Features | From Pivot Magazine

A crash course on Cowtown 

Football fans and business travellers alike flock to Calgary this month for the Grey Cup and CPA Canada’s Oil and Gas Conference. Here’s how to make the most of your stay. 

A Facebook IconFacebook A Twitter IconTwitter A Linkedin IconLinkedin An Email IconEmail

Studio Bell buildingCalgary’s legendary blues venue, the sprawling Studio Bell complex, is home to the National Music Centre (Photograph by Bittermann Photography)

WHERE TO GET A CULTURE FIX

Calgary’s legendary blues venue, the sprawling Studio Bell complex, is home to the National Music Centre, which undulates with the curves of an instrument. Equal parts performance venue, interactive museum and working studio, this dynamic space is a joyous celebration of music. Jam out on a spooky theremin and check out the bus that once served as the Rolling Stones’ mobile studio.

WHERE TO WORK

The new $245-million, 240,000-square-foot Calgary Central Library is an award-winning architectural wonder of curved glass and wood—and a great place to get some work done. The walls of the building—just a few blocks from the Oil and Gas Conference venue, the Calgary Telus Convention Centre—are covered with a small gallery’s worth of art, and there’s a variety of public and private spaces.

Barista pouring coffee at Monogram Monogram (Image courtesy of Monogram)

WHERE TO CAFFEINATE

Look for homegrown mini-chains like Monogram, a 20-year-old brewer and roaster with three locations, and Analog, which has six cafés where Slayer machines turn out top-notch espresso. Caffe Beano, meanwhile, has been in business nearly 30 years; it’s known for its excellent home-baked goods (try the Cowboy Cookie) and elaborate coffee concoctions (chocolate espresso milkshake).  

WHERE TO WINE AND DINE A CLIENT

As it approaches its 25th anniversary—that’s 190 in restaurant years—the River Café hasn’t lost a step. Focusing on local, seasonal ingredients made it a pioneer in 1995, and the restaurant continues to be a taste leader. Chef Matthias Fong’s menu—recent dishes include bison tartare with pickled saskatoon berries, smoked wild sockeye with canola seed crackers, and morel mushrooms with ash potato and Jungle Farms spinach—is well-served by the restaurant’s Edenic location in the middle of Prince’s Island Park.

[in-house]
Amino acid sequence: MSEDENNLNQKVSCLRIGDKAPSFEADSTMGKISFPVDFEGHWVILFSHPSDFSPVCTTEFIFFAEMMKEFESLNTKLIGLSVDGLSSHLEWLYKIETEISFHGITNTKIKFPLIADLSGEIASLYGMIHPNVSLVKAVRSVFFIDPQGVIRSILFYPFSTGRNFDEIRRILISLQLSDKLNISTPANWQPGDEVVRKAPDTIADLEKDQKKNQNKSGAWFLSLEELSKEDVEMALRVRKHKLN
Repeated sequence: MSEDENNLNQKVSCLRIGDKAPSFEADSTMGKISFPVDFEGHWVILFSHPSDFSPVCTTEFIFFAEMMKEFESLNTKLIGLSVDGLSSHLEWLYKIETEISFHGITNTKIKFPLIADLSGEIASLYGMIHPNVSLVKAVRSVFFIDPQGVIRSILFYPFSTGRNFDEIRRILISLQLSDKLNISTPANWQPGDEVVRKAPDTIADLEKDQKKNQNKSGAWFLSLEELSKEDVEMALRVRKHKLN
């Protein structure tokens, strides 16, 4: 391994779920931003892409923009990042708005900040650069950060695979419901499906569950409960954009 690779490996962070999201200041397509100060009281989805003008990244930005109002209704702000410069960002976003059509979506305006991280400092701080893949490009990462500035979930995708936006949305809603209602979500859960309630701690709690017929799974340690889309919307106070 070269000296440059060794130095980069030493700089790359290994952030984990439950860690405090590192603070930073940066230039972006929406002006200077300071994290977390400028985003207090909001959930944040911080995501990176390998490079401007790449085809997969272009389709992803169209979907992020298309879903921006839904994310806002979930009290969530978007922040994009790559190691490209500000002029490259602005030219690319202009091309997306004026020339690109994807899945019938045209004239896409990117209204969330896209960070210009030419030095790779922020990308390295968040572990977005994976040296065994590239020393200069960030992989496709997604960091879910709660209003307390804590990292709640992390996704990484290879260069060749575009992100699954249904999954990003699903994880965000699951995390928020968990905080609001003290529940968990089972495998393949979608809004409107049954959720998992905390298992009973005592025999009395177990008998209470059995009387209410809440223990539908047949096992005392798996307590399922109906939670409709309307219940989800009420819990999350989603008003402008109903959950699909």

Person getting hot stone massage at Leela Eco SpaLeela Eco Spa (Image courtesy of Leela Eco Spa)

WHERE TO RELAX

Leela Eco Spa, which has four locations in the city, claims to be as gentle on the environment as it is on customers’ bodies. The carbon-offsetting enterprise is LEED gold-certified, paperless and plastic bottle-free. And its spa services—from couples massages, facials and mani-pedis to cupping, osteopathy and acupuncture—use only organic products.

WHERE TO GET INTO THE GAME

Leading up to the Grey Cup on Nov. 24, Stampede Park will be full of football-related festivities. The Titan Street Festival includes a 169-feet-long Jiffy Lube Tube Slide, along with the ATCO Stratosphere, a giant inflatable dome that provides a cinematic viewing experience seven times larger than an IMAX screen. Pancake breakfasts, concerts, fireworks, galas and even a rodeo round out the schedule.

NEIGHBORHOOD GUIDE

When the city has something to celebrate, it comes to 17th Avenue. The artery’s nickname, The Red Mile, stems from the celebrations that accompanied the Calgary Flames’ 2004 Stanley Cup run. Ahead of the Grey Cup, the avenue’s nightclubs, boutiques, bars and restaurants will be in full swing.

The ongoing redevelopment of East Village, formerly a derelict industrial neighbourhood, has completely revitalized the area. Converted factory buildings, home to restaurants like local favourite Charbar, exist comfortably alongside modern glass-and-steel structures like the new Alt Hotel.

Just south of downtown, Beltline is a frothy blend of contemporary design shops (Maria Toms), second-wave coffee purveyors (Société Coffee Lounge), craft cocktail emporiums (Proof) and restaurants (start with Model Milk and Native Tongues Taqueria).